Hostilities between Lebanon and Israel have been breaking out for decades. The most recent was in July 2006 that included aerial bombardment of Lebanon that caused extensive damages to Lebanon’s infrastructure and industrial installations. Many lives were lost, many houses were destroyed, and many were displaced. On top of that, there were long term impacts on the environment.
One of the most prominent and dangerous impacts was the Jiyeh Power Station oil spill. The Israeli Air force bombed the storage tanks at the power station during their 2006 aggression.
This environmental disaster led to the release of heavy fuel oil into the Mediterranean; 30,000 tons of oil leaked into the sea, covering 170 km of coastline, putting also nearby countries at risk, including Turkey and Cyprus.
The spill resulted in short and long term threats to the marine life and coastal environment. The Lebanese Ministry of Environment along with the UNEP PostConflict Branch (PCoB), UNDP-Lebanon, hurried to contain the oil spill in an attempt to minimize the damages.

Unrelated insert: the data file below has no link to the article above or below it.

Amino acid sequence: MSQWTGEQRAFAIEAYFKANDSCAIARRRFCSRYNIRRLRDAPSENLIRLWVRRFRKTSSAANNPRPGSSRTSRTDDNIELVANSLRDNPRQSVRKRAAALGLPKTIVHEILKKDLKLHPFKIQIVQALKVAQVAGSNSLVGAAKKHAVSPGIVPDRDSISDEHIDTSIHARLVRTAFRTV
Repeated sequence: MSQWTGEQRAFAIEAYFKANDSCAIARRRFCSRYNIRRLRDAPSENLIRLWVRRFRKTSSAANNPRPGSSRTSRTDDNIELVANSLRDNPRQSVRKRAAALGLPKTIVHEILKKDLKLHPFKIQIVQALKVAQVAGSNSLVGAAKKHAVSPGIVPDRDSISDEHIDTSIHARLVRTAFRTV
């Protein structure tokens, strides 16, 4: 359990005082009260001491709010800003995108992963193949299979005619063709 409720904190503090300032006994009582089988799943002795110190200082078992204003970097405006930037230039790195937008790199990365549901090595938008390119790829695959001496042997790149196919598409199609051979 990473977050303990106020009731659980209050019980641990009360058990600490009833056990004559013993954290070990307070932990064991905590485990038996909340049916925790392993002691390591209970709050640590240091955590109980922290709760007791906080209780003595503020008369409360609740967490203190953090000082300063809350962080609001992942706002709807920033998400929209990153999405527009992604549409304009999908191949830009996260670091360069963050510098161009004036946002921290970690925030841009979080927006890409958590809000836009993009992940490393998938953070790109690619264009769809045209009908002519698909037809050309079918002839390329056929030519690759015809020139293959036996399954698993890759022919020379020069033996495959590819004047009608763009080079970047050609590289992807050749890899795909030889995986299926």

This Thursday, November 14, the UN General Assembly voted on the draft titled “Oil slick on Lebanese shores.” According to the UN press, 158 members were in favor of the Israeli government assuming responsibility and compensating Lebanon and Syria for the damages; the compensation was estimated to be around $856.4 million in 2014.
Nine countries voted against it, and they include Israel, Austria, Canada, Kiribati, Marshall Islands, Nauru, Papua New Guinea, United States, and the Federated States of Micronesia.
The first time it was proposed, the HAARETZ Israeli newspaper published an article titled “Israel Rejects UN Demand to Pay Lebanon $850 Million for 2006 Oil Spill,” in which Israel states clearly its strong rejection of the GA’s resolution.
Israeli’s refusal was stated by the Israeli mission to the UN, saying that “This resolution has long outlived the effects of the oil slick, and serves no purpose other than to contribute to institutionalizing an anti-Israel agenda at the UN.”
HAARETZ also claims that Israel was amongst the immediate respondents to contain the oil spill. Even though the GA’s resolutions are not legally binding, they do reflect clearly the world’s opinion on the matter.